7. Serving tea : Pour the tea into a teapot or directly into the teacups, running the water through a sieve to catch the tea leaves. Make sure you pour out all the tea so that the tea leaves do not continue to steep and the flavor does not become too strong.
  8. Multiple Infusions : Oolong tea is known for its ability to be infused multiple times. You can re-infuse the same tea leaves 5 to 8 times or even more depending on the quality of the tea. Simply add more hot water and increase the steep time by about 5 to 10 seconds for each successive infusion.

By following these steps, you can enjoy a compelling, aromatic and flavorful oolong tea experience that reflects the rich tradition and culture of the Chinese tea ceremony. The gongfu cha process allows you to fully immerse yourself in the art of tea making, giving you a deeper appreciation for the complexities and nuances of oolong tea.

The gongfu cha method is ideal for special occasions, tea tastings or times when you want to take time to fully concentrate on the tea experience. It is also an excellent way to share oolong tea with friends and family, as enjoying the ceremony together enhances the social aspect of tea drinking.

Frequently Asked Questions

Does Oolong Tea contain Caffeine?

Oolong tea does contain caffeine. Oolong tea is a semi-oxidized tea that falls between green tea and black tea in terms of oxidation degree and caffeine content.

All teas that come from the Camellia sinensis plant contain caffeine, including yellow tea, green tea, black tea, white tea and oolong tea.

The caffeine content in oolong tea can vary depending on the specific variety, the production process and how the tea is brewed. In general, oolong tea contains less caffeine than black tea, but more caffeine than green tea. An average cup of oolong tea contains about 30-50 milligrams of caffeine, although this can vary.

Caffeine vs Theine

Coffee contains significantly more caffeine than oolong tea. An average cup of coffee contains about 95 milligrams of caffeine, which is about two to three times as much as in a cup of oolong tea. The effects of caffeine may vary between individuals and depend on factors such as body weight, tolerance and sensitivity to caffeine.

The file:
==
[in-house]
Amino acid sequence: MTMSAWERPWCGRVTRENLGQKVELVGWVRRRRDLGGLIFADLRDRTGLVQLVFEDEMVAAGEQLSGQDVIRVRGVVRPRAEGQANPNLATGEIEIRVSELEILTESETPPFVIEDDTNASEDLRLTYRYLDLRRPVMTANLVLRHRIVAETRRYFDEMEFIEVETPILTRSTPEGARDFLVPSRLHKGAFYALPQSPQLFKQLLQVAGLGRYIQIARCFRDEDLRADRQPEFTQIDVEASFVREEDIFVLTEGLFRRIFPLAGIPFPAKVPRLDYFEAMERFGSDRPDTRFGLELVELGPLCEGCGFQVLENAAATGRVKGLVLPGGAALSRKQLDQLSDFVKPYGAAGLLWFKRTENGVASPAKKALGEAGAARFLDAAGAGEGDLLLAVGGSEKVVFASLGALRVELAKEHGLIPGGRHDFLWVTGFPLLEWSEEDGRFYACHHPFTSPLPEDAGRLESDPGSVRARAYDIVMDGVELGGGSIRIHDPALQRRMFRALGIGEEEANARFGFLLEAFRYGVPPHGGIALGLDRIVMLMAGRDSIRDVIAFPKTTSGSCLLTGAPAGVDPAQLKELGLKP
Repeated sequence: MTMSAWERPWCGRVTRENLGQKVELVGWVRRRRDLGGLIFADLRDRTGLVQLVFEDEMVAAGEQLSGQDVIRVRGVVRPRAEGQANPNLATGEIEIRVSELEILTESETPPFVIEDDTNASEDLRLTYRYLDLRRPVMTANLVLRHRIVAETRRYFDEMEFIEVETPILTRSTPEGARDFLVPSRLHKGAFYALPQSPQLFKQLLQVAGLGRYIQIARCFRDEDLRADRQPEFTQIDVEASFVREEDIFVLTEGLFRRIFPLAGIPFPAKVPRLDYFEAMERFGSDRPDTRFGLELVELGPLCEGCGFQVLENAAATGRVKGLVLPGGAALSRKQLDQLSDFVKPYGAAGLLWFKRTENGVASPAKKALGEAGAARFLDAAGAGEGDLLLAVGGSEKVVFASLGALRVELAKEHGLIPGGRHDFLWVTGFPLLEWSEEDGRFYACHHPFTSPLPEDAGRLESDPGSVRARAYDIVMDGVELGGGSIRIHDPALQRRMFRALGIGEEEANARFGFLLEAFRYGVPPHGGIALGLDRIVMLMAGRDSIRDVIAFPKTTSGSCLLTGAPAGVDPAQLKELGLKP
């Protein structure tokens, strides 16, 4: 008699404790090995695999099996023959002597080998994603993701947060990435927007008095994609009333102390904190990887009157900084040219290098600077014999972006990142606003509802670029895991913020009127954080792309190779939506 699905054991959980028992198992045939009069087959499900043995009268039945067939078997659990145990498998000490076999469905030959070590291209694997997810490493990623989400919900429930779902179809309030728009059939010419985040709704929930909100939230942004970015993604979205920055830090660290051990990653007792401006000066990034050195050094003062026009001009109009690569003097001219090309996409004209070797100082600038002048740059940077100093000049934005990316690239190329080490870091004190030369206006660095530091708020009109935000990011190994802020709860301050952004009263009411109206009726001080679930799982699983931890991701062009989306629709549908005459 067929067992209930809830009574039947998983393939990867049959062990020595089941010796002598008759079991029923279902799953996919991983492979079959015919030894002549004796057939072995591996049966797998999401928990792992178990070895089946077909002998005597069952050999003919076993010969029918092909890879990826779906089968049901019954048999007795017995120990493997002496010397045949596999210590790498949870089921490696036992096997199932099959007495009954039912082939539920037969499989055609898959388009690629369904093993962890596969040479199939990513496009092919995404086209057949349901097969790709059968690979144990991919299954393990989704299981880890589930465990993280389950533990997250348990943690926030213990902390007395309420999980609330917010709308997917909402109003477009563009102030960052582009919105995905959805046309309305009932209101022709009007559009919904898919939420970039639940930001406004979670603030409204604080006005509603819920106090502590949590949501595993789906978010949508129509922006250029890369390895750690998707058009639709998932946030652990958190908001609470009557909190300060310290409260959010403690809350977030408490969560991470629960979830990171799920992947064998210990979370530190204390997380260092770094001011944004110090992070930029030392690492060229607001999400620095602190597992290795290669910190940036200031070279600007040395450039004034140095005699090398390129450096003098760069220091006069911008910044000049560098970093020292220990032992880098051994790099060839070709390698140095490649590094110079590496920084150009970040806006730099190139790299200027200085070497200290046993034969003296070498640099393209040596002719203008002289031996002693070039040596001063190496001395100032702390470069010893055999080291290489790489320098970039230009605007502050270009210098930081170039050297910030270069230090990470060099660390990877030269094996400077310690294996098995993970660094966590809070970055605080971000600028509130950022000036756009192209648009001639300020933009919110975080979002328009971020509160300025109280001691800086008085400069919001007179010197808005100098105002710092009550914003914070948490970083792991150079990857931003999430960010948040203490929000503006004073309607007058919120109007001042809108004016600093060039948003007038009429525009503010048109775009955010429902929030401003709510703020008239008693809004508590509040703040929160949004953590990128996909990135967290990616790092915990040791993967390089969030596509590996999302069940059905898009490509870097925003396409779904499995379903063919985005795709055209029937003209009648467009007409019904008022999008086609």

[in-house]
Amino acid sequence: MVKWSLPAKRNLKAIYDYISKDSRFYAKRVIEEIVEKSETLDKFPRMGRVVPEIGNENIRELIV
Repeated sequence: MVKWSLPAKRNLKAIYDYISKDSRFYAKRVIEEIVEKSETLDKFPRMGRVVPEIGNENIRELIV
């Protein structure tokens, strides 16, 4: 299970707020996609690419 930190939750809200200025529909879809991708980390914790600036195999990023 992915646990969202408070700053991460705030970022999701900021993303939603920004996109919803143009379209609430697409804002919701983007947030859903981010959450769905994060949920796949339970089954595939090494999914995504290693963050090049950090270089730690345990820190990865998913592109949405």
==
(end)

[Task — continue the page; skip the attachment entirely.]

What is the difference between Caffeine and Theine?

Caffeine and theine are in fact the same molecule. The term "theine" was originally used to refer to the caffeine found in tea, but it was eventually determined to be chemically identical to caffeine. In practice, the terms "caffeine" and "theine" are often used interchangeably, although "caffeine" is the generally accepted term.

Is caffeine in tea absorbed more slowly?

As for the effect of caffeine in coffee versus tea, it is true that caffeine in tea is generally absorbed more slowly and produces a longer, more gradual peak in the body. This difference can be attributed to the presence of other compounds in tea, specifically catechins and L-theanine, which affect the way caffeine is absorbed and metabolized.

L-theanine is an amino acid that occurs naturally in tea and is known for its calming and relaxing effects. It works synergistically with caffeine to provide a more stable and long-lasting stimulation without the highs and lows often associated with coffee consumption. In addition, the catechins (antioxidants) in tea can slow the absorption of caffeine.

What does Oolong Tea taste like?

  1. Floral and fruity : Many oolong teas, especially lightly oxidized oolongs, have a distinctly floral and fruity flavor. These teas may contain notes of jasmine , orchid, gardenia, peach, apricot or lychee.

  2. Creamy and buttery : Some oolong teas, such as Taiwanese "Milk Oolong" (Jin Xuan), are known for their creamy, buttery flavor. This can range from a light, velvety texture to a distinct, creamy taste.

  3. Sweet and honeyed : Oolong tea can be naturally sweet, with notes of honey, caramel, brown sugar or licorice. This sweetness is often subtle and balanced, and can develop further with successive infusions. A good example of this is the Tie Guan Yin Oolong tea .

  4. Woody and earthy : More oxidized and roasted oolong teas can have a woody, earthy flavor. These teas can contain flavors of wood, wet stone, moss, or roasted nuts, and often have a fuller, more robust flavor than lightly oxidized oolongs.

  5. Roasted and smoky : Some oolong teas are roasted to develop a richer, deeper flavor. These teas can contain notes of roasted grains, roasted nuts, cocoa or even a light smokiness. Our lightly roasted oolong is highly recommended.

  6. Minerality and umami : Oolong tea can also have a pronounced minerality and umami flavor, especially in teas that come from rocky terroirs, such as the Chinese "Rock Oolongs" (Yan Cha) from the Wuyi Mountains. These teas may contain notes of wet stones, seaweed or salty sea air.